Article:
Research in the Journal of the Economics of Ageing suggests aging couples — and their families — ought to prepare quite differently to support a widow or widower when a spouse dies.
Jialu L. Streeter, a research scholar at the Stanford Center for Longevity, pored over data from an ongoing national research project that has been checking in with thousands of participants periodically for more than 30 years to record their financial and mental states. Streeter focused on data spanning 1992-2016.
She found that widows experience a 22% drop in their income, while men do not have any appreciable income decline. (More on why below.) Women also report higher earnings once widowed, suggesting that going back to work, or working more, is one strategy for offsetting the loss of income.
Women also eat into their wealth (savings, investments, etc.). In year 14 after being widowed, women’s wealth has declined by 23%. There is no marked decline for widowers.
But women do better emotionally. The ongoing survey asks people to share their estimation of where they are on eight measures that tie into mental health: the extent to which a participant says they are experiencing depression, loneliness, sadness, unhappiness, not enjoying life, restless sleep, finding everything is an effort, and inability to get going.
Losing a spouse obviously packs an emotional wallop in the early going for men and women. But Streeter finds that women’s self-reported level of well-being gets back to their pre-widowhood level within four years. After eight years, widowers are still not back to their baseline.
How to plan to help surviving wives
Due to longer life expectancy and the fact that most women are younger than their husband, it is far more common for women to be the surviving spouse. Federal data reported in 2017 there were more than three times as many widows as widowers.
The likelihood that the wife will be the surviving spouse should help focus all retirement decisions on one central imperative: Does doing X provide the most financial security for the wife?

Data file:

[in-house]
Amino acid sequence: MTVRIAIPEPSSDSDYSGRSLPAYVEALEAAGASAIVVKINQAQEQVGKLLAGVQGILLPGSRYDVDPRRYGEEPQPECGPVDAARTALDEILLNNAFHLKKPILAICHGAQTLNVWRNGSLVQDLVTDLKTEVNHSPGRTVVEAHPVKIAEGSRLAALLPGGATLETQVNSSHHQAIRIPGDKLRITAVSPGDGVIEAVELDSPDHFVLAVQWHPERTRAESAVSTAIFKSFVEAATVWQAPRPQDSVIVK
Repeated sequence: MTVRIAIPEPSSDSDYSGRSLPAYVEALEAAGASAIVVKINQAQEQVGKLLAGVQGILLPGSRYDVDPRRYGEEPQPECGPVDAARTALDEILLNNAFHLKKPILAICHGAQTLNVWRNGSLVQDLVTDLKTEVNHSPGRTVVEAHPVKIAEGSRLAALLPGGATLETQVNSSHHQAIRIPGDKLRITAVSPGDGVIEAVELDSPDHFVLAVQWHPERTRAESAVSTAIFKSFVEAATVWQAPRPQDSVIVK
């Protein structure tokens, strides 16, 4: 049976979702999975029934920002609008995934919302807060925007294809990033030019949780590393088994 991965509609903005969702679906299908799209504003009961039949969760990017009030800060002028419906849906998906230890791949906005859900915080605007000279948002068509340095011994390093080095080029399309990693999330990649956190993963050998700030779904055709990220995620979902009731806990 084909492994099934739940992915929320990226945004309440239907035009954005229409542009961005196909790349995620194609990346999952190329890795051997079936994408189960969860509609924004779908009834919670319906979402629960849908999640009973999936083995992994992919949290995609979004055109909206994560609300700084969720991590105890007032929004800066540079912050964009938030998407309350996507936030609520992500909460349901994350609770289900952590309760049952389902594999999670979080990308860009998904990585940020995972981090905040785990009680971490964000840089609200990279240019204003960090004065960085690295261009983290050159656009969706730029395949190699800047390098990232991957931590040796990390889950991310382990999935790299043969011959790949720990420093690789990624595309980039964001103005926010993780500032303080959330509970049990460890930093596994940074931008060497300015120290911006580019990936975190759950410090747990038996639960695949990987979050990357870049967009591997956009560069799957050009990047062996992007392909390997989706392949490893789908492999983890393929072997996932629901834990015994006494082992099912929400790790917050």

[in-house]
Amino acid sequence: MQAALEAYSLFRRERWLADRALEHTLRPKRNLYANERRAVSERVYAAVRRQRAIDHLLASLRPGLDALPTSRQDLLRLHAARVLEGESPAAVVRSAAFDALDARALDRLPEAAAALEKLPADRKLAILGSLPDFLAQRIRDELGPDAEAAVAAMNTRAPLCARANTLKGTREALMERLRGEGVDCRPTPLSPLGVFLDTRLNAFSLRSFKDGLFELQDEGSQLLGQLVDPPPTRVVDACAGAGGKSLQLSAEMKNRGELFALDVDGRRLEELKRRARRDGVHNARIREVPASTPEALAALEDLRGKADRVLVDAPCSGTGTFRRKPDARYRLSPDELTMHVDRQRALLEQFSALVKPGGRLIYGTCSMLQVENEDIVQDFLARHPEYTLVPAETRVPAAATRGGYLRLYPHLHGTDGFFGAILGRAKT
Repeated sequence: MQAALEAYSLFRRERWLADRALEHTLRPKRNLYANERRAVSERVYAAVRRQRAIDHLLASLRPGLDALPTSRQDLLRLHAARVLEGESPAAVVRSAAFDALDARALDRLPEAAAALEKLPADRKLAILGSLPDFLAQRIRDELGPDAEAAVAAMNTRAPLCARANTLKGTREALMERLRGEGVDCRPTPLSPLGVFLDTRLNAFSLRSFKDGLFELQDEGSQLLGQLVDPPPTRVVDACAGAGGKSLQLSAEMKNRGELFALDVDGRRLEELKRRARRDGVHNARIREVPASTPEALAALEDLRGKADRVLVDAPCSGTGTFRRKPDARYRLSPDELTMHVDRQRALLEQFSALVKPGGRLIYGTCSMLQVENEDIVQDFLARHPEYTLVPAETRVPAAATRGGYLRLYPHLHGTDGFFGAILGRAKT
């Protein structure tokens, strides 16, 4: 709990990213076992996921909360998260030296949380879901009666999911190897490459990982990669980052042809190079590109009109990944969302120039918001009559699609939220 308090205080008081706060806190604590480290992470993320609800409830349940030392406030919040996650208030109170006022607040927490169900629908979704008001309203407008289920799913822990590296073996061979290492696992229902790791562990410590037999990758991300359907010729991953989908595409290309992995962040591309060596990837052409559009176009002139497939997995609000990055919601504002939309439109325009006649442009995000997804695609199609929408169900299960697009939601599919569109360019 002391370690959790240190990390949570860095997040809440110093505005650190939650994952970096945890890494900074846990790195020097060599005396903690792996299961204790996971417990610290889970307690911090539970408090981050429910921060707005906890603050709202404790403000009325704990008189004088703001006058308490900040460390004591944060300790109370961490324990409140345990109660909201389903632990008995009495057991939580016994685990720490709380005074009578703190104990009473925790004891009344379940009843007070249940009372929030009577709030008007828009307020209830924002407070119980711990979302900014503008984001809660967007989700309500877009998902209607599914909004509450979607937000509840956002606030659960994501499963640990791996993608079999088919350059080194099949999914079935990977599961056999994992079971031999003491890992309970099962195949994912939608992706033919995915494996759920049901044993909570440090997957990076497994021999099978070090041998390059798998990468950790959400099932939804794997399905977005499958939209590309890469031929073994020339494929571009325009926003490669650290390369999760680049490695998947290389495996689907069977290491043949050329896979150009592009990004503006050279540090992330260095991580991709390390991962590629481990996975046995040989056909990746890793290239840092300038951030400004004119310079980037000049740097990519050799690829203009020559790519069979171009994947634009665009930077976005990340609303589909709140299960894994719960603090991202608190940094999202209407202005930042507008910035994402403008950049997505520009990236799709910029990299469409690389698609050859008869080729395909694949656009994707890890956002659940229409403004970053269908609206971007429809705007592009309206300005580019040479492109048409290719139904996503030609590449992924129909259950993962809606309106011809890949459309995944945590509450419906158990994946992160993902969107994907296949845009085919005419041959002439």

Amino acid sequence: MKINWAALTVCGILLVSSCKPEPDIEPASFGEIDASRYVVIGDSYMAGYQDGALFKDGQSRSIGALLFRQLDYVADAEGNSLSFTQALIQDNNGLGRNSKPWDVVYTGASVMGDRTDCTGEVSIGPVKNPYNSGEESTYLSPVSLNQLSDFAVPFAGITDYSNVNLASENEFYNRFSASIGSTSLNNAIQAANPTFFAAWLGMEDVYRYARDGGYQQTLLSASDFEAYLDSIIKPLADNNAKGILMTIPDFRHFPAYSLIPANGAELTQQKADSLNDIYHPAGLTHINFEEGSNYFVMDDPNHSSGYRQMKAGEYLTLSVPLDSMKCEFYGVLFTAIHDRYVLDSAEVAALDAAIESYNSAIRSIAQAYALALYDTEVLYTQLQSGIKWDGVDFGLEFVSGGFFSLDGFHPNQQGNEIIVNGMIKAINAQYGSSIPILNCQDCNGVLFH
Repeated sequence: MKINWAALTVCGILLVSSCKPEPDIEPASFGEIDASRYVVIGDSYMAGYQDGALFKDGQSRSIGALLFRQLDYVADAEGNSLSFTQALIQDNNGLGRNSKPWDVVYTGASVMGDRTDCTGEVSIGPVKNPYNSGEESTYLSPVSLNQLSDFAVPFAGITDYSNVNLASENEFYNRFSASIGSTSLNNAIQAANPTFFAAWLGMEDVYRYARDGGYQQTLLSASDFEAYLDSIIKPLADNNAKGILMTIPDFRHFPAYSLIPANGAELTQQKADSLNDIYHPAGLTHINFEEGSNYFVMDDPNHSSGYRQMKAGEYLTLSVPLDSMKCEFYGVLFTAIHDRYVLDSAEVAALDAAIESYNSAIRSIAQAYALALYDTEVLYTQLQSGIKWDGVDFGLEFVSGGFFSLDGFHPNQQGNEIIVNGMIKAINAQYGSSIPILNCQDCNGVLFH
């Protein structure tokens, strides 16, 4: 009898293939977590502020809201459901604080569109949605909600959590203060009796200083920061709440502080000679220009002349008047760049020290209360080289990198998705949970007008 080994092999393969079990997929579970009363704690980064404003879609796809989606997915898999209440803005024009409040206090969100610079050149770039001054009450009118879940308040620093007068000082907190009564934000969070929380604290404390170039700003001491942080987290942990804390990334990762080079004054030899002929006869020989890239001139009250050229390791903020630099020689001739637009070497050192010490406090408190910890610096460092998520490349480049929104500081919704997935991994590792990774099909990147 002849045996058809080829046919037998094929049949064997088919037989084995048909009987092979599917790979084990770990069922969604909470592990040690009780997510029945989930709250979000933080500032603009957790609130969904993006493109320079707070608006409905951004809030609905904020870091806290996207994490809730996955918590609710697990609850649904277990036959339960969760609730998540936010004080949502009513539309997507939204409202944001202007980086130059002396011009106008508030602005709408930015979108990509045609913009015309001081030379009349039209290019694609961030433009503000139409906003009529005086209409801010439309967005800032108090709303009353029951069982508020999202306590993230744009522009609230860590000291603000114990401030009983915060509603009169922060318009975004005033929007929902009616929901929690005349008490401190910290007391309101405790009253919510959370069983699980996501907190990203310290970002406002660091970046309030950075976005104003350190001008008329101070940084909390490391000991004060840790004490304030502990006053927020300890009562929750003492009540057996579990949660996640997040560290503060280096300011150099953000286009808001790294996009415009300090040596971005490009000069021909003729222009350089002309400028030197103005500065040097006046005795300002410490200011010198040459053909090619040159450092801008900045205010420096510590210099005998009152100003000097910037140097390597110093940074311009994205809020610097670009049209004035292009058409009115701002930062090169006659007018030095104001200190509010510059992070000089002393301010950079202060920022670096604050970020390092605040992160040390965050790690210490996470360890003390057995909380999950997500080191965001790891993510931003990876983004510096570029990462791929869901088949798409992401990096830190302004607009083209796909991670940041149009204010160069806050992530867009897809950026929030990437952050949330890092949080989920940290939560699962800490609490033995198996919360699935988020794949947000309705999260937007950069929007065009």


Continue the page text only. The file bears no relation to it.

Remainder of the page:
If you use that frame, it becomes ever more clear that the highest earner in the household (typically the husband) will want to delay starting Social Security until age 70 to qualify for the biggest possible benefit. Surviving spouses can’t collect two benefits. They must decide between theirs or their spouse’s. All too often, husbands retire first, and decide to start their Social Security at that point. In terms of providing for their wife, waiting until age 70, when possible, is a smarter strategy.
If a pension will be a vital source of retirement income, and the husband is the pensioner, he should opt for the 100% joint and survivor benefit. Yes, that means the payout when you both are alive will be less than if you just based payouts on the husband’s life. Again, the focus should be on what happens when the pensioner dies. The 100% provides the most possible income for the surviving spouse.
Ideally, both spouses should be fluent in their financial accounts. If one of you wants to take the lead, that’s fine. But you both must be aware of how things work. Surveys report many widows are somewhat clueless, which leaves them in the horrible position of having to learn while grieving.
If you work with a financial planner or adviser, but only one of you is the contact person, that’s a red flag. Surviving spouses left out of the relationship often lack trust and connection with the one person who could take a lot of the pressure off in the early going.
How to plan to help surviving husbands
Spouses rely on each other for social and emotional support. But research has shown that husbands tend to build all their social systems around their wife, while wives are typically more likely to also have networks of friends and deeper connections to kids/grandkids that they rely on for support. Those extramarital friendships may help explain why widows are able to (eventually) regain their emotional bearings, while widowers struggle more with loneliness, depression and sadness.
Husbands and wives who are conscious of this dynamic might more intentionally encourage the husband to nurture friendships and establish bonds with their adult children and grandchildren, if that’s currently an issue.
Or if you have reason to think the husband may be the surviving spouse, ask each other if that might drive decisions about where to live in retirement. Would being closer to the kids/grandkids today help later on? Or perhaps a continuing care retirement community (CCRC) might work well. You can be as independent as you’d like, but there is a built-in community when one spouse dies, and if needed, it is possible to transition to assisted living/memory care within the CCRC.©2021 Rate.com. Visit at rate.com. Distributed by Tribune Content Agency, LLC.